Asset Recovery Commission: Losses in MMPRC graft scandal reach MVR 3.4 billion

Ahmed Assad, president of Asset Recovery Commission.

Asset Recovery Commission announced on Thursday that their investigation reveals the actual losses to the State in the MMPRC graft scandal reaches over MVR 3.4 billion.

At a press conference on Thursday evening, Asset Recovery Commission’s President Ahmed Assad said that the islands and lagoons linked with the case were leased at well below their market value, and that the State would have earned at least MVR 3.4 billion if they had been leased at their market value.

He said that the islands and lagoons were leased by misusing a “privilege” which the Tourist Act allows, a model for private parties to form joint ventures with the State to develop islands and lagoons as tourist properties.

“And looking at prices fixed for the islands, that is, without considering the lagoon area because we found it difficult to calculate the value of the lagoons as we don’t have a method to calculate the value of lagoons. But we do have a method to calculate the value of islands. From what we found based on this method, we aren’t talking about not being able to recover USD 77 million, but about not being able to recover USD 220 million or MVR 3.4 billion,” he said.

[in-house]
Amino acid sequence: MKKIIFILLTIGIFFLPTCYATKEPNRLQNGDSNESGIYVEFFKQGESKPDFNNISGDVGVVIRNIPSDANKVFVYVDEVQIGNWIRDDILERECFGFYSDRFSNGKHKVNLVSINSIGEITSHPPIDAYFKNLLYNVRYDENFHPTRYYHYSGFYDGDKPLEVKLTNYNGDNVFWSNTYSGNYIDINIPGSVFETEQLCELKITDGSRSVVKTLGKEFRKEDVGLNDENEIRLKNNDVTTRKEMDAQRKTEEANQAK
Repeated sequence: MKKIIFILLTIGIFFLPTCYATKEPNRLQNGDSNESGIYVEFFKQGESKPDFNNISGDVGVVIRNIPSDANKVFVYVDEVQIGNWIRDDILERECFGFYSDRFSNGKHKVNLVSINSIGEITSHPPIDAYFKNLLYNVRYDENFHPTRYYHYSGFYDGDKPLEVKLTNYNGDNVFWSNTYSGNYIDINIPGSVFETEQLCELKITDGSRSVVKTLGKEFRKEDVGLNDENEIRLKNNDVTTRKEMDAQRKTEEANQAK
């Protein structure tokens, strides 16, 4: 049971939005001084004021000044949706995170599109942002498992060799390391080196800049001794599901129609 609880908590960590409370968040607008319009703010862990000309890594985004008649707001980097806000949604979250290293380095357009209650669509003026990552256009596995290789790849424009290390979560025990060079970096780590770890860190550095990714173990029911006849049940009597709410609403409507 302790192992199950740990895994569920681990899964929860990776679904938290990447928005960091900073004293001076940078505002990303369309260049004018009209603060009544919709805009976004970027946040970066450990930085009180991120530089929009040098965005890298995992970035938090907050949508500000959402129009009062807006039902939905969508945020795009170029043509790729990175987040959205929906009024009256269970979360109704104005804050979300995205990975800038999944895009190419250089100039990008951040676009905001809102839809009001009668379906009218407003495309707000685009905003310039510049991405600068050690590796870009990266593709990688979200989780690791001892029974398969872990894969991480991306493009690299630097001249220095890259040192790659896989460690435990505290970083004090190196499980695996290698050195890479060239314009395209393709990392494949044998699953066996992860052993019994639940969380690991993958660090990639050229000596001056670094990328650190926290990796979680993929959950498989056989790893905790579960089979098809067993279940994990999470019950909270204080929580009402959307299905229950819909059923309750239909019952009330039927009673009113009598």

“If we were to include the value of the lagoons, we expect it will be well above MVR 4 billion. We received only MVR 1.2 billion from the MVR 3.4 billion to MVR 4 billion we should have actually received. We received only a quarter.”

Assad said the graft had been run by misusing Maldives’ richest natural resource, its islands.

He said the crime had been committed due to the collective failure of all State institutions, and that there wasn’t a single sector to which the embezzled funds hadn’t gone to.


Assad said the number of suspected recipients of the embezzled funds now reaches 300, and that they are being shortlisted based on the amount of money they received, available evidence, and how high a position of authority they hold.

He said that charges against 5 people will be filed with the court within weeks, and that it will prove the investigation is fair and unbiased.

“We are hoping to take five cases to court over the next few weeks. Once these five cases are sent, you tell us whether there is any bias or not. It will show clearly how we did this without any bias,” said Assad.

He did not reveal the identities of the five suspects, and when questioned by Sun whether the suspects against whom the commission had collected sufficient evidence includes an incumbent Cabinet minister or parliamentarian, Assad said that “if there is sufficient evidence, they will be among the five ready to be sent to the court.”

He said the identities of the suspects will be released once the cases are sent to court.

It had been announced in October 2019, during a press conference held by Maldives Police Service, Anti-Corruption Commission and Asset Recovery Commission, that 16 incumbent parliamentarians and 42 from the previous parliamentary assembly were suspected of receiving embezzled funds.

However, the identities of the suspected parliamentarians and former parliamentarians have not been released.

The commission previously also stated that several Cabinet ministers and judges are also suspected of receiving embezzled funds.